Curiously, the piece was originally thought to be a work of Mozart’s and was catalogued by Ludwig Ritter von Köchel as Anhang 52a in his Mozart catalogue, thus making it the only Beethoven work to have a Köchel number! By the early 20th century, however, scholars were changing their minds and it was published by Georges de Sainte-Foix as a work of Beethoven’s in “Oeuvres inédites de Beethoven,” Vol. 2 of the Publications de la Société française de Musicologie, Paris, E. Droz, in 1926. In 1962, Jack Werner published an edition, listing it as Beethoven’s Rondo in D. Trio for Violin, Cello and Pianoforte, Chappell, London. One reason authentication proved so difficult for so long is that the handwriting is not Beethoven’s but that of Kaspar Karl van Beethoven, one of the composer’s brothers: in his early years in Vienna, Kaspar Karl acted as a copyist and business manager for his older brother, which helps to explain some of the confusion over this piece.
Trio for Piano, Violin and Violoncello, in E-Flat major, Opus 63
An American Premiere
This work was published in July 1806 by Artaria & Co. in Vienna as: “GRANDE SONATE / pour le Forte-Piano / avec Violon et Basse obligée / tirée du Grand Quintetto Op. 4. / composée / par / LOUIS van BEETHOVEN.” Scholars throughout the 19th and most of the 20th century have been divided over the authenticity of this piece, some asserting that Beethoven had nothing to do with this transcription from his String Quintet Opus 4 of 1795. Yet the 1806 as well as the 1818 Artaria editions clearly identify Beethoven as the composer of this trio. Ardent Beethoven admirer, Franz Liszt’s own complete edition of Beethoven’s works, published in 1859 by L. Holle, not only includes Opus 63, but lists it as an “arrangement from the String Quintet Opus 4 by the composer” (emphasis mine). The work was also listed as wholly by Beethoven in the ground-breaking encyclopedia of music by François-Joseph Fétis, in Histoire universelle de musique (Paris, 1869–1876). It was, however, left out of other editions thereafter, from the Alte Gesamptausgabe (Complete Edition) by Breitkopf & Härtel in the 1860s up through the Neue Gesamptausgabe of G. Henle in the 1970s.
Most scholars today, however, armed with greater details surrounding its publication and a closer examination of the facts, have come to a convincing conclusion. Primary among these facts stands Artaria’s up-to-date catalogue of Beethoven’s complete works from 1819, which Beethoven himself approved, opus 63 included. Beethoven was extremely protective of anything published with his name on it: it was not uncommon at the time for publishers to have a work by a famous composer arranged for another set of instruments without obtaining the author’s permission, and without clearly stating that the arrangement was by someone other than the composer himself. When this sort of situation came up, Beethoven would always show his displeasure by writing a letter to the guilty publisher demanding that the name of the arranger be clearly printed on the front page, so no one would think it was an original composition. That Beethoven never wrote such a letter to his Viennese publisher, Carlo Artaria, or to anybody else about this is strong evidence that he took full credit for this piano trio arrangement. Artaria even published a second edition in 1818, which would have been yet another opportunity for Beethoven to make a case against the publisher had this not been his own work (Beethoven and Artaria actually went to court over a copyright issue in 1803.)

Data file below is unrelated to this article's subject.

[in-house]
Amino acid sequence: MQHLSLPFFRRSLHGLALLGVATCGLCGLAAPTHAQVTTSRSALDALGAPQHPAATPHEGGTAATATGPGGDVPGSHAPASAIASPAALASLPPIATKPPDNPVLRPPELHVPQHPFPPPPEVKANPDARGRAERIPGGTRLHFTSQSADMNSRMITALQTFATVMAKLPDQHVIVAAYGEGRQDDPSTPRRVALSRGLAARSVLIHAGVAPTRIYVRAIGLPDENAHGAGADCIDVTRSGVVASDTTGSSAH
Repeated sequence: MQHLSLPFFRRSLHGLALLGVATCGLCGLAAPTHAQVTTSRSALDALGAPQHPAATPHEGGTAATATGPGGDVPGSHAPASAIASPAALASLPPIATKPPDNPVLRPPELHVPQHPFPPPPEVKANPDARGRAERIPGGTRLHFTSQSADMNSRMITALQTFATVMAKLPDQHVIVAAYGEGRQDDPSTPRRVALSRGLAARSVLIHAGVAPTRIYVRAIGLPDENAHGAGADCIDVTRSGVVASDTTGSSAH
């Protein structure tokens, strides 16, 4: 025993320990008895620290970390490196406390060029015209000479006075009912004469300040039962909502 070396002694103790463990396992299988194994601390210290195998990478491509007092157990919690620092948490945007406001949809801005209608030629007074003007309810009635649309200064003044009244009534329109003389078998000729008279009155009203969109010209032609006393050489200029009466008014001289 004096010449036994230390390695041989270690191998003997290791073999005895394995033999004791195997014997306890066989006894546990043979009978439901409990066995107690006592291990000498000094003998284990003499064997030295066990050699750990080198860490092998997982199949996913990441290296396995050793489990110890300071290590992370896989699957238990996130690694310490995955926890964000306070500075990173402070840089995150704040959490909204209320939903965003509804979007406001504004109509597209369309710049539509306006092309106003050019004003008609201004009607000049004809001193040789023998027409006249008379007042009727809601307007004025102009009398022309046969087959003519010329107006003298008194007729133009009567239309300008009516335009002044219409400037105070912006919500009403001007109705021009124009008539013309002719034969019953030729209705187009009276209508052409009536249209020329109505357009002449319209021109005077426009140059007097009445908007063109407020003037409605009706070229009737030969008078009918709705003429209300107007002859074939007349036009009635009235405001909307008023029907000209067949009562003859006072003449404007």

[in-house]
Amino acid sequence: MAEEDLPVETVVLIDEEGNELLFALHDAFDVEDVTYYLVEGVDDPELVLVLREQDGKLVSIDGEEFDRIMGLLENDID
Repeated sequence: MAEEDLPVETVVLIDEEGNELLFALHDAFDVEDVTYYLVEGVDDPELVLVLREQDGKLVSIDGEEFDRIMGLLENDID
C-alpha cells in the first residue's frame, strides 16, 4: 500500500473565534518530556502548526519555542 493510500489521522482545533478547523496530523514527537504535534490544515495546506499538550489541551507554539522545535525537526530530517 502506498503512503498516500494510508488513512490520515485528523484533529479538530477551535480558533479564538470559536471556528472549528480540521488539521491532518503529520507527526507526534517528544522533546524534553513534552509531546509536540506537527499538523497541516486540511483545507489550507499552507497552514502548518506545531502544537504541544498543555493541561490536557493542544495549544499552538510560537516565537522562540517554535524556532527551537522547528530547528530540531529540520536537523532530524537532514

The origins of this piece are slightly byzantine. Beethoven first wrote a version for wind octet that was published (with some later revisions) as opus 103, in 1830 (three years after Beethoven’s death). Written as dinner music for the Archbishop of Bonn right before Beethoven’s move to Vienna, it actually dates from 1792. It is steeped in Beethoven’s compositional style from his last years in Bonn, when he first began to write a great deal of music, mostly for occasions at the court of the Elector where he was employed, or for Summer parties on estates along the Rhein, where he often performed. It also reflects the background and divertimento nature of much of the non-vocal music still being written at the time, before concert halls had emerged. In many ways, this wind octet is a study for Beethoven’s use of wind instruments in symphonies later on. In true Beethoven fashion, the writing was not easy for wind players of the time.